An album like The Lucid Collective is not merely music, but a testament to the human will and ability to achieve incredible and nearly inhuman things through hard work, determination, and focus. Every member of the band performs at an astounding level, not in an effort to impress the listeners with vapid showboating, but with a purpose. Collectively, Archspire form an interlocking mass of arresting malevolence that looms large over the shredscapes and techdreams of noodlers everywhere.
Metal is such a diverse genre of music that you would need an enormous number of axes to diagram the spectra of its manifold characteristics (I’m using “axes” as the plural of “axis”, not that electrified thing you use to shred up a storm of notes or the implements you use to cleave the skulls of your enemies). On one of these axes I imagine two extremes at either end:
At one end there’s deeply somber, glacially paced atmospheric music, with few if any riffs and a pall of gloom and grief hanging heavy like a fog. On the other end — well, that’s where you’ll find Rocket Propelled Chainsaws: the place where you party ’til you vomit and mosh ’til everyone’s on their way to the emergency room with sirens screaming.
I found out about this band because it includes guitarist Sean Corkum, who’s also in a band I’ve written before named Eldritch Flamethrower. Obviously, either Sean hangs out with people who’ve got a gift for coming up with awesome band names or he’s got the gift. Either way, Eldritch Flamethrower and Rocket Propelled Chainsaws are mighty fine names.
(DGR reviews the new second album from Canada’s Unsacred Seed.)
Recently I’ve found myself playing with the idea of opening my reviews and articles with a description of how I found each band. Putting it politely, I’m probably a total idiot for doing so, yet I feel like I’m upholding some sort of noble cause by showing that sites like this one don’t entirely rely on whatever PR an agency leaves on our doorstep. Not to say that it doesn’t help to have such assistance, if not just to keep us from going out in public and looking like fools — but I do believe that by showing that there are other paths to getting noticed, perhaps it will demonstrate that putting a little faith in the universe and casting yourself out there can get you noticed. If not, at the very least it makes the process feel a little less “monied”. Maybe it’s just a sense that surfing the net to try and find music is a worthwhile and rewarding venture, one that doesn’t depend on just letting folks shovel stuff in front of you — although, come to think of it, that notion pretty much undermines the purpose of a site such as this.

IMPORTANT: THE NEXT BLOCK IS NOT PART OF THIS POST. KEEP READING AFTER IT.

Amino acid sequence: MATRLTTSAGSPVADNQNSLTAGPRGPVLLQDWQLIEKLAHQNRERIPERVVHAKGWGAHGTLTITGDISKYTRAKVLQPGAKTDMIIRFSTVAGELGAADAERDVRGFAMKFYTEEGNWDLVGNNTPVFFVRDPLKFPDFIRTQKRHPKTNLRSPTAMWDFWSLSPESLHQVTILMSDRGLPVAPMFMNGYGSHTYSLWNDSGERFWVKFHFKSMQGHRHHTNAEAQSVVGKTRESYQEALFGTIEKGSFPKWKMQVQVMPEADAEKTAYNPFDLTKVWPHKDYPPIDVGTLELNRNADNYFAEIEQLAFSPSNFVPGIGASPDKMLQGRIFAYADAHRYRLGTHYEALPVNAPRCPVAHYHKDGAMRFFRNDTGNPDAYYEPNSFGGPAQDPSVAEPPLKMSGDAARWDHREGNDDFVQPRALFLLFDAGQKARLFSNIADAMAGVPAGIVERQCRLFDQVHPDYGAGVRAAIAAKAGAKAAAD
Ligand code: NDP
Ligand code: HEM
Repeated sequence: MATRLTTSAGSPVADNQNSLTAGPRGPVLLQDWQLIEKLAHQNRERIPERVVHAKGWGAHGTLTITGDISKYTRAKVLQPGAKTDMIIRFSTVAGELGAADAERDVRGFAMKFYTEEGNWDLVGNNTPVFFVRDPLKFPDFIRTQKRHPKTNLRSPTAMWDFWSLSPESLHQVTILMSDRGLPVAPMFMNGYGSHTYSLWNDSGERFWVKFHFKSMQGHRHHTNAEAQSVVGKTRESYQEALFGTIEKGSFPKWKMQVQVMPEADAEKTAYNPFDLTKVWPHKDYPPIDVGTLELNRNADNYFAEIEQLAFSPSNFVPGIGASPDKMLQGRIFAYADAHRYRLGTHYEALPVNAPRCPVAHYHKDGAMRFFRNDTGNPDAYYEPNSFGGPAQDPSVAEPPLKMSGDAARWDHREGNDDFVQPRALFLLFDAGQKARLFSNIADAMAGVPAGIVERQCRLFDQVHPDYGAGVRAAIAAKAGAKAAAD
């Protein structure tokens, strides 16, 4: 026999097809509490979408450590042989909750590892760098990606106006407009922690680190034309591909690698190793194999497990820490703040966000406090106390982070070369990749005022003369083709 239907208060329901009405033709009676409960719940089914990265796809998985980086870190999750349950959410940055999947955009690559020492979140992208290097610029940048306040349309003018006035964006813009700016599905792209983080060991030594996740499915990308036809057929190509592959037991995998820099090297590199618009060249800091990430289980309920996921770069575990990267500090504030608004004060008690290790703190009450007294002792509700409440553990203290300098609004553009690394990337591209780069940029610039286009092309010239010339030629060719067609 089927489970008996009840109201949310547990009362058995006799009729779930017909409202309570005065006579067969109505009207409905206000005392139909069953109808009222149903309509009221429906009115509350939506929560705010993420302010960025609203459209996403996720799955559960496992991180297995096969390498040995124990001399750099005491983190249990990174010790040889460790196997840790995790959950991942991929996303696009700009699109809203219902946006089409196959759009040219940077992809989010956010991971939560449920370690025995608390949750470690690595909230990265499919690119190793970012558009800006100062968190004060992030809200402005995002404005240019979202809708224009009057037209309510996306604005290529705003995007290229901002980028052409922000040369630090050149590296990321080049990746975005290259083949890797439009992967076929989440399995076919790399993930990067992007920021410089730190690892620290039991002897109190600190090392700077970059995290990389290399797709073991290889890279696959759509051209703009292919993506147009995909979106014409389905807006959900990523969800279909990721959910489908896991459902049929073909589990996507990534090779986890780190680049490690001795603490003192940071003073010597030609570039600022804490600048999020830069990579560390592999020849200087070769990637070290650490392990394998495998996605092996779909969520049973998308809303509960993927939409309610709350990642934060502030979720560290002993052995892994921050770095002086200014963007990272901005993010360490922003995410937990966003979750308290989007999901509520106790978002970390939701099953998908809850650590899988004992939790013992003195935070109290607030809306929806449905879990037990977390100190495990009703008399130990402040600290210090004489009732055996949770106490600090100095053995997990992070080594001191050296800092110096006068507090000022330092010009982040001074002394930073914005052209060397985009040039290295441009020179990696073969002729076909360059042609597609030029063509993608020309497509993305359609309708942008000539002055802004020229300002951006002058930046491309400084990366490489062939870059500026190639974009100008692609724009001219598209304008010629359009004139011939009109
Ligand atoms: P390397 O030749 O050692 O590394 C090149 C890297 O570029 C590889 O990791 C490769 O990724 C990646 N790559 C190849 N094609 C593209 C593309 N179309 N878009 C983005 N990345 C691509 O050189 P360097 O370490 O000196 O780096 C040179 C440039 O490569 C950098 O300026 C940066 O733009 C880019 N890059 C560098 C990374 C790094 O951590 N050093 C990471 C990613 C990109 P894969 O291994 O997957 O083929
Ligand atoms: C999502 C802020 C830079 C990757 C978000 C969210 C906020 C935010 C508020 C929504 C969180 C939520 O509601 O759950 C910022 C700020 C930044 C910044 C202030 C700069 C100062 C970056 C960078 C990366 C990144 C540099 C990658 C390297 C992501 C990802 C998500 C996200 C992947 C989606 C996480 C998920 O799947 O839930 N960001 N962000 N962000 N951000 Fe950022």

In the case of Unsacred Seed, however, I cannot remember for the life of me how I found them. I think it may have been a random forum discovery, one of the many devoted to archiving much of what was released in 2013, where one of the band members was sharing his own work — their debut disc for “name your own price”. Thus, I wound up following the band, not only out of personal curiosity but also because I enjoyed that debut disc quite a bit. When I heard they had a followup in the works, that made things more exciting.
Before we really get to the meat of this meal, allow me to state that there are three things that I absolutely love about Canada’s Unsacred Seed:
Sadhak is a Norwegian band (from Trondheim) about whom I’ve found very little information. I learned of the band through a message from Shadow Kingdom Records, which released Sadhak’s self-titled demo on cassette tape last month (Sadhak originally released the demo on tape and digitally last fall). According to the message, the band is a side project of Andreas Hagen, who is a member of High Priest of Saturn. I’m not familiar with them, but Shadow Kingdom’s message compared Sadhak to Warning and 40 Watt Sun, and that was enough to lure me in.
The demo consists of two long songs, “On the Arrival of Man” and “The Perfection of Wisdom”, and I found them both immensely appealing. They very effectively draw you away from the world around you and into a place where the light is failing and the void beckons.